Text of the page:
Zechariah his father, filled with the Holy Spirit, prophesied, saying: “Blessed be the Lord, the God of Israel; for he has come to his people and set them free. He has raised up for us a mighty Savior, born of the house of his servant David. Through his prophets he promised of old that he would save us from our enemies, from the hands of all who hate us. He promised to show mercy to our fathers and to remember his holy covenant. This was the oath he swore to our father Abraham: to set us free from the hand of our enemies, free to worship him without fear, holy and righteous in his sight all the days of our life. You, my child, shall be called the prophet of the Most High, for you will go before the Lord to prepare his way, to give his people knowledge of salvation by the forgiveness of their sins. In the tender compassion of our God the dawn from on high shall break upon us, to shine on those who dwell in darkness and the shadow of death, and to guide our feet into the way of peace.” ( Luke 1:67-79)
All of us know the Christmas season as one filled with song and joy. Two days ago, we heard Mary’s song – the Magnificat. Today, we hear Zechariah’s song, known as the Benedictus, because it’s first word is Blessing.
So much happened to Zechariah in his time of suffering. He could have easily lost hope and felt abandoned by God. But he didn’t. He waited on the fidelity of God and, when his time came and his tongue loosed, he spoke this beautiful and faith-filled song of praise of praise.
He came to realize that his little child (John the Baptist) was the one who would prepare the immediate way for the Lord. He came to understand this baby’s singular prophetic role in the salvation of the world. He saw his son as the “dawn” which was to announce the rising Sun. His prayer is a sign of assurance that God is and will always be with us.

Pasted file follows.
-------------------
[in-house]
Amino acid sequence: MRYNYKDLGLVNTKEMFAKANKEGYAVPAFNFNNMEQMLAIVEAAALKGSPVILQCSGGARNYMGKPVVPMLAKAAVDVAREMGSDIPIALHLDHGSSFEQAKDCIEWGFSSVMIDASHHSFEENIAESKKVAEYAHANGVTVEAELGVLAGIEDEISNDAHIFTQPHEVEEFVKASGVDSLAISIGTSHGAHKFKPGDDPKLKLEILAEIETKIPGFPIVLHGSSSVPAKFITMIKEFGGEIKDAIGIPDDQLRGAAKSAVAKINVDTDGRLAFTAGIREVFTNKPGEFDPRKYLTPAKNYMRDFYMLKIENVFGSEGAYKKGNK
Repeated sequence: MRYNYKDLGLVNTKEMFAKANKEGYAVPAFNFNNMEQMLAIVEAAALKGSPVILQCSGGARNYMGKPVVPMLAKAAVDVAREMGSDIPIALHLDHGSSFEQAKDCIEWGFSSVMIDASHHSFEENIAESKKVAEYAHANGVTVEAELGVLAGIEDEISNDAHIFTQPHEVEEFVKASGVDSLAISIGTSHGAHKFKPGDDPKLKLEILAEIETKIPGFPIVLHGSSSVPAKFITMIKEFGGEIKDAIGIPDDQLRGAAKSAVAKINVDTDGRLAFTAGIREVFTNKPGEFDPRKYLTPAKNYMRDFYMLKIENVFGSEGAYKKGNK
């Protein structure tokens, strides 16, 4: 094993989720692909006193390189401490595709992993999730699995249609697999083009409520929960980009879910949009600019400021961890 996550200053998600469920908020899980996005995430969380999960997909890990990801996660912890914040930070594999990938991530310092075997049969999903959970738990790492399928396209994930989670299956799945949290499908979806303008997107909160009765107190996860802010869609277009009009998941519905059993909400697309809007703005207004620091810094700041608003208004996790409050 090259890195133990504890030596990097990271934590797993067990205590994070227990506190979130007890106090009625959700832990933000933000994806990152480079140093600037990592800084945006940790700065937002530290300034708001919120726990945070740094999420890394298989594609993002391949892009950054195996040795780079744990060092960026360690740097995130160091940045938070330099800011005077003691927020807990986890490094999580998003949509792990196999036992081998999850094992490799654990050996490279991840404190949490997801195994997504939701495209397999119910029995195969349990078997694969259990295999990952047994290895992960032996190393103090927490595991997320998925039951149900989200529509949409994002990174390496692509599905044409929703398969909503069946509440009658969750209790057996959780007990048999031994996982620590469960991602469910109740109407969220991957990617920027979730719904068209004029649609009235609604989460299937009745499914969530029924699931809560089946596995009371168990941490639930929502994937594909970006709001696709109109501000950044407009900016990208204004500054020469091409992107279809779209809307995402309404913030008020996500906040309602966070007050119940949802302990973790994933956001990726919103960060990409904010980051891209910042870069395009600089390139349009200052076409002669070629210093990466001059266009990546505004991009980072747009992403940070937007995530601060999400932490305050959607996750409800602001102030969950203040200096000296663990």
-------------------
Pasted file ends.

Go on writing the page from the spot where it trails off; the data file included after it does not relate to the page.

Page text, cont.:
In the darkness of our human destiny, his song proclaims something that will bring supreme comfort in the face of this ultimate disaster. “Because of the tender mercy of God, the daybreak from on high will…shine on those who sit in darkness and death’s shadow…”
This is where the birth of Jesus comes to life in terms of trying to find enough meaning because he is a God who embraced the level of being human so that He could become one of us and that we will acknowledge such God as one who journeys with His people.
We prepare for the birth of God who created us not to die but to live. This is the good news of Jesus. So good and so true. He will teach and show us how to truly live in preparation for the loving embrace of the eternal Father.
Zacharias and his prayer of blessing evokes a thought that ties it all together. Like Zechariah, the Holy Spirit wants to give us vision, joy, and confidence in the knowledge of God’s merciful love, protection, and care. Like John the Baptist, we too are called to prepare the way that leads to Christ. Life is a journey and we are either moving towards the Lord or away from the Lord. The Lord comes to visit us each day with his life-giving Word and Spirit.
How humbled I am when I think of that three part message. As we approach the end of Advent, I am reminded of God’s love made manifest in this tender and compassionate child who will grow to liberate all of us from sin. I know that, every day, I must both internalize and act on His destiny by helping others see Christ in my actions. Every day, I am invited by God to move closer to Him.
That scenario, that invitation is extended every day to you and me. Christmas formalizes all of that and beckons us to take another step closer – closer to the invitation of God. The only question is whether will accept that invitation.
Prayer of The Day
“Lord Jesus, you have been gracious and merciful towards your people. Fill me with your Holy Spirit that I may bear witness to the joy of the Gospel to those around me.”
More beautiful or poignant words have never been spoken to foretell the ultimate event in all of human history–God becoming man and entering the world so as to die for our salvation. Only a God with unfathomable “merciful compassion” would humble himself to the point of taking human flesh and “become obedient to death, even death on a cross.” (Philippians 2:8)
But come He did on a cold December night almost 2020 years ago. Though He came as a helpless babe born in a cave, the dawning light he would shine on the world sitting in darkness could not be contained, allowing each of us the chance to become partaker’s in God’s divine nature. “God became a man so that following a man–something you are able to do–you might reach God, which was formerly impossible to you.” (St. Augustine)